We've all heard about the potential for self-driving cars to improve our lives -- more free time, fewer accidents, easier travel, etc.

In this clip from Consumer Goods Industry Focus, Vincent Shen and Sean O'Reilly talk about a few of the key issues that aren't often discussed, which will need to be figured out before we can dial up a self-driving taxi to ferry us to work.

How will software safeguard completely against hacking? Should we expect regulators to understand the coding they'll be regulating? Tune in to hear some answers to these questions and more.

A transcript follows the video.

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This podcast was recorded on Feb. 23, 2016.

Vincent Shen: Before people think they're going to be able to kick up their feet and enjoy that overnight drive to their in-law's house two states away, I think we'll have to figure out questions around the safety. We'll have to figure out questions around cybersecurity, what happens if somebody can change the software that comes with the car, and alter it in a way that benefits them more, or is dangerous. Privacy, in terms of all of the software that knows exactly where you're going, it's tracking us all the time. What if there are updates that go to the software provider, and they basically know everywhere you're going? How does that impact things?

Sean O'Reilly: It almost seems to me like... when I was trying to compare all of this in my mind, what happens -- is it anybody's fault? Let's take a train -- a train going 70 miles an hour, going across country. If a kid chases a ball in front of the train, and the unfortunate thing happens, is that anyone's fault? I kind of ... I think it's going to get like that at some point, because the car is going straight. If it doesn't have time to stop ... I don't know. It's trickier with the octogenarian-newborn baby thing, but like...

Shen: (laughs) 

O'Reilly: It almost seems to me that autonomous cars are like a train or a roller coaster -- just, something where, yeah, things happen. You know?

Shen: And something I also want to bring up -- Sam, if you're listening -- I want to bring up, basically comes up when we've talked about this -- the fact that you have, it's not uncommon at all for technology to outpace where the legal situation is, where the laws have to catch up to cover things like cybersecurity, for example. But now you have this instance where, we have these top minds at companies like Google (GOOGL 0.55%) (GOOG 0.74%), all the auto makers -- think Nvidia (NVDA -3.33%), for example, with some of its smart-car technology, where they're writing all this code, or developing all this software, working on this, innovating in this space, and you're expecting the regulators to be able to decipher such technical information, and to basically put rules up around that. It's going to be very challenging for them to have to work together and have to explain, "OK, this is how each piece works," to these regulators who, frankly, aren't programmers, and to have to figure that out.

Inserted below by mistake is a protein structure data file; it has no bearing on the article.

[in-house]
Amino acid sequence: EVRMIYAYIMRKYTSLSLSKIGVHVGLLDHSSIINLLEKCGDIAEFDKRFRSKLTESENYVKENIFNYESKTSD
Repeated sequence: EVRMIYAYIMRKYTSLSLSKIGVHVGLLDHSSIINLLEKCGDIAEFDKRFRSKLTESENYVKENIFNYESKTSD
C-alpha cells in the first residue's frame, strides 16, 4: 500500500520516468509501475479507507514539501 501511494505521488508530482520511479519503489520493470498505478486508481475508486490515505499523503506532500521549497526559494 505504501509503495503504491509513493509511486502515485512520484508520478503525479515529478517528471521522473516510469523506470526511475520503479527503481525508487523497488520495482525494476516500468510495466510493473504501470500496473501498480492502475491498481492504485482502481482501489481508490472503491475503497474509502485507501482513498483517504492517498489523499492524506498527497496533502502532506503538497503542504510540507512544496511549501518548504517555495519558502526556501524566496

O'Reilly: There's definitely a knowledge barrier there.

Shen: Exactly. So, and this is an idea that you and I were talking about before the show, where, you have HOV lanes right now on major highways -- like I-66 in the capital -- where that can serve as a testing ground.

O'Reilly: It seems to me, like, with the octogenarian/kid example and all this stuff. It does seem to me that we're making a mistake when we assume that, let's pretend everybody gets a driverless car. Our roads are going to be structured the same. That's kind of unlikely to me. And I also think that, in most cities where there's congestion, it does seem to me like ... I noticed the video we watched, the TED talk ... we should pull that link out. If you want it, we'll email it to you. I noticed the examples were all in a fast-moving freeway. If there's a driverless car going down Duke St. outside Fool headquarters here, the speed limit's 25-30 mph. Who knows -- a driverless car might actually go even slower than that, by law or whatever. Sensors can probably stop the car if a kid runs out in front of it. Like, it seems to me like we're making a mistake to just assume the laws that operate on the roadways are going to be the same.

Shen: And another thing is, ultimately, people say that this technology will be beneficial and safer because it takes that human error elements, whether it's an accident, or people aren't paying attention...

O'Reilly: No more drunk driving deaths, I mean, all kinds of stuff, yeah.

Shen: So ultimately, while we have all these questions, and it might seem like, "Oh, wow, things aren't that clear," I do want to make it clear that, ultimately, I think this technology does have a lot of benefits in terms of the environment, just saving people's time, making them more productive, and just making the roads safer.

O'Reilly: I don't know where I got this, and I might be making this up, but I saw the statistic that a city the size of the D.C. metro area, which has a couple million people, maybe 2-3 million people?

Shen: No, I think it's a little under a million.

O'Reilly: A little under a million? OK, I'm sorry. Anyways, I saw this statistic, and I think the city that was used was Washington D.C., and we could basically have a fleet of 7,000 driverless cars circling the city, acting as taxis or whatever...

Shen: And that would be enough to sustain...

O'Reilly: And that would statistically get you a ride pretty quick. I don't know, that's pretty sweet. Cool.

Shen: So, yeah, like I said, sorry, we don't have all the answers here. But this will definitely be an interesting space to watch, and we're actually really excited to have the opportunity to give you updates as they start figuring out some of the answers to these very difficult questions.